How To Calculate Resistance In Parallel Circuit?


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This answer presumes that the value of all of the resistors in the circuit is known. The combined resistance in a parallel circuit is less than the value of any of the individual resistors. Depending on the number of resistors in a circuit, and their individual resistances, there are a few different methods to use to calculate the total resistance:
[1] If there are only two resistors in parallel, the formula is pretty straight forward: Rt(total)=R1xR2/R1+R2. Let's say the values of the resistors are R1=10Ω and R2=20Ω. The total resistance would be figured: (10x20)/(10+20) which is 200/30=6.67. The total resistance of this parallel pair of resistors is 6.67Ω.
[2] For a circuit having multiple (any number of) resistors with an equal amount of resistance each, there is another relatively easy formula: R/Rn=Rt (with "R" being the value of ONE of the equal resistors and "n" being the number of resistors). For multiple (equal in value) 20Ω resistors in parallel we get this: 20/Rn=Rt , which is:20/4=Rt , which is: Total R=5Ω.
[3] A circuit with multiple resistors of differing values is more difficult, but easy if broken down and taken one step at a time. The formula for this is: 1/Rt=(1/R1)+(1/R2)+(1/R3). Let's use resistors of 2Ω, 4Ω, and 8Ω: 1/Rt=1(1/2Ω)+(1/4Ω)+(1/8Ω). To add these values, we need to convert these to a common denominator: 1/Rt=(4/8Ω)+(2/8Ω)+(1/8Ω). This gives: 1/Rt=(7/8Ω). Because the Rt in this is a denominator under 1, we need to make the reciprocal (flip it), which must also happen to the other side of the equal sign. This gives: Rt=8/7Ω. Doing the final math (8 divided by seven) gives the total resistance: Rt=1.14Ω.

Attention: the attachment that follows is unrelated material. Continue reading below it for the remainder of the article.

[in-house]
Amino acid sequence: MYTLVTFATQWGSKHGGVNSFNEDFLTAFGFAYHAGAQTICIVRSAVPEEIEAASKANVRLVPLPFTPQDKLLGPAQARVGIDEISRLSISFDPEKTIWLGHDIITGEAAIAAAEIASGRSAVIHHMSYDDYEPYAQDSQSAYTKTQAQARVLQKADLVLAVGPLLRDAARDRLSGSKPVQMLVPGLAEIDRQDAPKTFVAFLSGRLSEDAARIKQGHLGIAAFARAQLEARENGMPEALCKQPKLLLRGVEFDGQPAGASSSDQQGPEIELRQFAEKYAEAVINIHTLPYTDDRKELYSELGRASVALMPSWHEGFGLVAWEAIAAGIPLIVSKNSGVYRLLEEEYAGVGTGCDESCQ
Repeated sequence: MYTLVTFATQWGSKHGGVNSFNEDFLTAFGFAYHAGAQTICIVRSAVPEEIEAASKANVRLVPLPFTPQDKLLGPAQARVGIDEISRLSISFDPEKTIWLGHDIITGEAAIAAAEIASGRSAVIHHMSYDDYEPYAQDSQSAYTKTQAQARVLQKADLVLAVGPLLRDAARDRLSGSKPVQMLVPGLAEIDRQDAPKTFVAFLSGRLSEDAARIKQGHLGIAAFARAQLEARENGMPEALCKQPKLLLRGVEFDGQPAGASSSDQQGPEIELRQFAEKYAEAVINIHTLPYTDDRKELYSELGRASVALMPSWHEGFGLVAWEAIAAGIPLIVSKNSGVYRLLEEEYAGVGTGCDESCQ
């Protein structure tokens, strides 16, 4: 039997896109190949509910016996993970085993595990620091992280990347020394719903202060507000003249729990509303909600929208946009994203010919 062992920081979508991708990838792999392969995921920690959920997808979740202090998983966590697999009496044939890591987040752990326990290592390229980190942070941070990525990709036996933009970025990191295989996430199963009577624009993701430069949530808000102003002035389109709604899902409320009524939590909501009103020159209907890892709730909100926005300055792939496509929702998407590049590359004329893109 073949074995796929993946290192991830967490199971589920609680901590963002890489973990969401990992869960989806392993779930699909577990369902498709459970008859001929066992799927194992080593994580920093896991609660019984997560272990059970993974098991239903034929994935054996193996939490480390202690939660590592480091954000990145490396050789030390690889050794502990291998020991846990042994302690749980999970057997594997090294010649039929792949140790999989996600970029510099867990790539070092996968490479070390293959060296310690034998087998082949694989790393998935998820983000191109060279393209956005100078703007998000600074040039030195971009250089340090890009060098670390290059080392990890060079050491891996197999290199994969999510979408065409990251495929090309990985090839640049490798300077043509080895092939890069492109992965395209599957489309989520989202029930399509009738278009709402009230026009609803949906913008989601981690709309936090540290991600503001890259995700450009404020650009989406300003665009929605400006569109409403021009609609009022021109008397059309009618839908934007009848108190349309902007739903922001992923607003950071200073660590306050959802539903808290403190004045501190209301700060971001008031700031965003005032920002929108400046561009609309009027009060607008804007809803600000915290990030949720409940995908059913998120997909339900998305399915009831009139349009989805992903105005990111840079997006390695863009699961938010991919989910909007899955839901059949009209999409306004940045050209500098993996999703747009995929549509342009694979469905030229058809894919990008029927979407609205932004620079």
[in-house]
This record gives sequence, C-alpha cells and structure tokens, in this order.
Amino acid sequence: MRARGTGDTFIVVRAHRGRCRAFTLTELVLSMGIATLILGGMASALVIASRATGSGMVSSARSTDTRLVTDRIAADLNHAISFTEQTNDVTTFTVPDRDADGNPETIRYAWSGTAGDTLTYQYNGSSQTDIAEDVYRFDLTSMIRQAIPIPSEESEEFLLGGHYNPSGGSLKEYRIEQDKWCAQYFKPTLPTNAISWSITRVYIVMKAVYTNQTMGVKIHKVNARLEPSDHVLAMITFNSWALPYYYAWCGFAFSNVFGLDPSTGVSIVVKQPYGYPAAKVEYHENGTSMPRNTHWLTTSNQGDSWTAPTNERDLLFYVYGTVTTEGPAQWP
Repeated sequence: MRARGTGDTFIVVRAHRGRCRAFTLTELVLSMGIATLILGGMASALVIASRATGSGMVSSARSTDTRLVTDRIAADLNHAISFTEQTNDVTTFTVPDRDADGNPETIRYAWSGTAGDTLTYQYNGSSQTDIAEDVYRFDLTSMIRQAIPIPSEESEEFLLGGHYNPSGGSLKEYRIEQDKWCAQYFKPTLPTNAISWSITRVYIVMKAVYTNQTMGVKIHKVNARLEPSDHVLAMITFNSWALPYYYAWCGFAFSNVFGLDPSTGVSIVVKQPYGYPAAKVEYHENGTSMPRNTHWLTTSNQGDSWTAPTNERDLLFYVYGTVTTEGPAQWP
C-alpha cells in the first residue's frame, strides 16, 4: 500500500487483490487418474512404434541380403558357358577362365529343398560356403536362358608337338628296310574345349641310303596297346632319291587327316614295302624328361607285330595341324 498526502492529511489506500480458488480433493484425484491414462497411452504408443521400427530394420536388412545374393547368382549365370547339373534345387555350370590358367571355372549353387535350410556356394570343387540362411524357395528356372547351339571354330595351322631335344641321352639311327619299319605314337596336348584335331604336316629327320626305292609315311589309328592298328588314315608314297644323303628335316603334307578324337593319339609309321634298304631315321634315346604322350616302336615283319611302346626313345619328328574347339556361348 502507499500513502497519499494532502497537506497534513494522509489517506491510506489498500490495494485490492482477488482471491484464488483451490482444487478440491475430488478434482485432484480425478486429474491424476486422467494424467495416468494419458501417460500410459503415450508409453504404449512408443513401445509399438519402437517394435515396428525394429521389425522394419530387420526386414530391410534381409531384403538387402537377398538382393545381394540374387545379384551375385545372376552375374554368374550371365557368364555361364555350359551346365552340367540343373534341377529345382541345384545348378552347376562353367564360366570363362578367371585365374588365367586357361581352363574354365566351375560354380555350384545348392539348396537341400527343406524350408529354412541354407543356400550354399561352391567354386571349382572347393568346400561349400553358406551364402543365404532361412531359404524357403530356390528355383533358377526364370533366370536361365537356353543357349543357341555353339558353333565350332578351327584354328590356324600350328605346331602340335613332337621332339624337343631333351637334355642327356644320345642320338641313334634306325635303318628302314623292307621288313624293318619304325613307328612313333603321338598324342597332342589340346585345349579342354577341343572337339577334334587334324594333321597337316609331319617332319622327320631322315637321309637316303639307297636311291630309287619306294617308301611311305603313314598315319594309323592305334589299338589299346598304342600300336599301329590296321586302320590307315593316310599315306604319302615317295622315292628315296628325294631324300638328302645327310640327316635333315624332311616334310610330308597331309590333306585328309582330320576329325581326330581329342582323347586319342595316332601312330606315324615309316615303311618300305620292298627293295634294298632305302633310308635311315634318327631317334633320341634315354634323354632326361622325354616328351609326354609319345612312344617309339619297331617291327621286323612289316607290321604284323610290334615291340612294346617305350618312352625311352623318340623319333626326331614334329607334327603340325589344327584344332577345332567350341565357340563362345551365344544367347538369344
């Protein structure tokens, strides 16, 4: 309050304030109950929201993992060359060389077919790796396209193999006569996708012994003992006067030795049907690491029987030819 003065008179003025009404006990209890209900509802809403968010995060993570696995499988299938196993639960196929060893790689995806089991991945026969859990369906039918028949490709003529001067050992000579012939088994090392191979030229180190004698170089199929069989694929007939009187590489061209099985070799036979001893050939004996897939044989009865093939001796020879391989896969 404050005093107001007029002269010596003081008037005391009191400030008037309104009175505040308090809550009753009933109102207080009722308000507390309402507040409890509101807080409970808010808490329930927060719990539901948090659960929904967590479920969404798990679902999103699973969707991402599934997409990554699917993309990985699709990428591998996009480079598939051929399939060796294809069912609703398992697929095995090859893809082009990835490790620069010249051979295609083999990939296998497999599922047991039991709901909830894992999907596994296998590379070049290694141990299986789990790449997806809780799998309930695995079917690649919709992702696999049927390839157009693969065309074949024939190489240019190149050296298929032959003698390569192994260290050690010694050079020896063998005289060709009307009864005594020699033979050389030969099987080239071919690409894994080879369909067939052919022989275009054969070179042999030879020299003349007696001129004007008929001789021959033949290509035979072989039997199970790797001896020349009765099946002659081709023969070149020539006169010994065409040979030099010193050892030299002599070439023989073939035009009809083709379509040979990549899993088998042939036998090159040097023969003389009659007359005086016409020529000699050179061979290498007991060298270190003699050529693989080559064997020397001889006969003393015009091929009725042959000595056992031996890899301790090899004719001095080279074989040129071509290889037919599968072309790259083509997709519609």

One reminder - Total resistance in a parallel circuit will always be lower than the lowest valued resistor. A quick way to double check your work.

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